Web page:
Kasabian // 48:13 Review

Kasabian, fresh off their most critically acclaimed album, returning to their electro roots with an explosive, trance-inspired mash of summer anthems. It can’t go wrong, can it? Well, they could become painfully self-reflexive and like, name the album after the length of the album or something (Serge Pizzorno is an ‘artiste’ now, which means he’s somewhat up his own arse). And they could try and make their usually terrible lyrics at once sexualised and politicised, creating some weird, disjointed mix of party antics and anti-system vitriol delivered with typical Leicester-accented panache. And they could go for more of a brainless hammering of vaguely ellectronic noises rather then the intricately layered atmospherics of their stupendous debut. Oh, they’ve done all of those things? Well, there’s always the instrumentals.

That sentiment isn’t just grasping for positives; no, the moments on 48:13 worth remembering are almost exclusively the ones where Tom Meighen and co. shut up and calm down. The opening of the album sets the tone for much of what is to come. A nice, surprisingly melodic instrumental opener that sounds like a genuine development of the slightly Eastern prog rock sound of Velociraptor; and then, suddenly, a rollicking explosion of a track punctuated by eardrum popping bursts of sound and grating bellows. That would be bumblebee, one of the lead singles off 48:13 and the song that definitively killed off my hopes for the album. Early release EEZ-EH had been horrible in just about every way, but I nonetheless held out hope that it was just a one off to pull in the masses.  Instead it was merely setting the stage. kasabien

Similarly, the one-two punch of shiva and bumblebee’s contrasting subtlety and abrasiveness is a trick that’s repeated throughout the album. mortis sets up the furiously-paced doomsday with some gentle, almost lulling strings that offer brief respite from the clamour and chaos of everything else. These interludes are like the moments when a club becomes all too much and you need to step out for some air – an event it should be noted happens most often on crap nights. 48:13 is a bit like one of those nights, so in that sense I guess it suceeds in bringing the spirit of 90s House and Techno to the modern day. I don’t like House nights.

I’m sure Serge was proud of his whole 48:13 thing, but it also tells you another crucial failing of the album: too damn long.  Kasabian albums have always been tightly constructed pieces of work, punchy and dense in quality – save the token slower, more terrible song or two -, but 48:13 feels like a slog. It’s not helped by all the songs sort of sounding the same and the total lack of dynamism or contrast within them – perhaps one reason why the more varied and stylistically inventive interludes appeal. There are moments like a breakdown on glass that hark back to classic, simpler grooves like LSF where it was just some bass, some rolling drums and carefully layered synths. And then 48:13 throws in a rap about political revolution and how evil the suits are. It’s a bit random.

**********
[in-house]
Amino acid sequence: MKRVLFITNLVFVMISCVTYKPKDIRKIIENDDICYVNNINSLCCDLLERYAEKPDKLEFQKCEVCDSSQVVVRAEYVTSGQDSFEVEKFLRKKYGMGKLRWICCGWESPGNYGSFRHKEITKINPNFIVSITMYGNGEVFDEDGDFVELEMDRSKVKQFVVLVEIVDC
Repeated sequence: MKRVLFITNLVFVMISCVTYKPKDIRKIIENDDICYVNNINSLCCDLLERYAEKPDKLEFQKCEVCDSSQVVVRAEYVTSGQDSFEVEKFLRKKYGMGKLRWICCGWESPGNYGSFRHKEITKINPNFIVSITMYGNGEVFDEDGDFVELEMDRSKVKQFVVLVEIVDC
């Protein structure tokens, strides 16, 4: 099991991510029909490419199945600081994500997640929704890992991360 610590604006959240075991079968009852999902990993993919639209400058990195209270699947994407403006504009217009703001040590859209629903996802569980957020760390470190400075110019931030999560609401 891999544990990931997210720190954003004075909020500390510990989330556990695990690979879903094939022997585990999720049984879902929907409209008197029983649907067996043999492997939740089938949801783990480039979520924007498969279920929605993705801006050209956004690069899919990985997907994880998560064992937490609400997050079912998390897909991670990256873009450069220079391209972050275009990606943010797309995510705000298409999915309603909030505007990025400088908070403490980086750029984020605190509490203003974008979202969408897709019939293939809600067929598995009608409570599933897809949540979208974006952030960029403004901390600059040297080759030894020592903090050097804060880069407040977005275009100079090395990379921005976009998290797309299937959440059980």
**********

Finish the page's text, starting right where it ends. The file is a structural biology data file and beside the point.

The atonality and atmosphere of explodes channels more psychedelic influences, with maybe a bit of Chemical Brothers thrown in, and seems to promise a mid-album turnaround – particularly when it climaxes in thunderous bass and some decidedly cinematic synths – but then Eez-eh shows up two tracks later and ruins it all. If they had stripped back everything like explodes and glass, with the interludes thrown in too, I would have loved this album. I can tell. There are moments when it all clicks and I know I want this music from them; but then it’s gone.

Musically then not as if the album is that bad, but the atmosphere and general vibe is just so off-putting. I can appreciate the rolling basslines and criss-crossing wails of treat, but something about it just offends me. It’s just dirty. It’s scummy. It’s cheap. The whole album is. Everything about it is nasty and trashy – especially the lyrics. Kasabian are known for having almost universally crap lyrics (their first album had this whole thing about faucets that baffles me to this day) but they’ve always been bad in an ambitious, sky-scraping way, like prog-rock or psychedelia. 48:13 is raunchy and messy, embedded in the laddish-ness that I’ve always defended Kasabian against, and then throwing that against more classicly cliched fare(see album closer s.p.s.) to create a jarring mix.

Tom Meighan’s vocals against this backdrop grate more than they ever have, too. Even on their more fantastical tracks like cloud, which would be quite fun, in a weirdly Liars meets Manics way, were it not for how jarringly out of place Meighan’s vocals are.

I’m not just sad about Kasabian releasing their first album I didn’t enjoy, I’m sad about the manner of it. I didn’t just not like the album, I didn’t like everything it stood for, I didn’t like the people behind it, and, yeah, I didn’t like a lot of the songs. I couldn’t say I ‘hated’ it, by virtue of liking a few cuts and some choice moments off lesser ones, but not much more.


One thought on “Kasabian // 48:13 Review

  1. I disagree about Bumblebeee, I think it’s the standout track, closely followed by Stevie. Then the rest of the album is pretty much a slog until Bow. Which is about 30 minutes later. But “Everyday is brutal/ Now we’re being watched by Google” might just be the worst lyrics I’ve ever heard. Ever.


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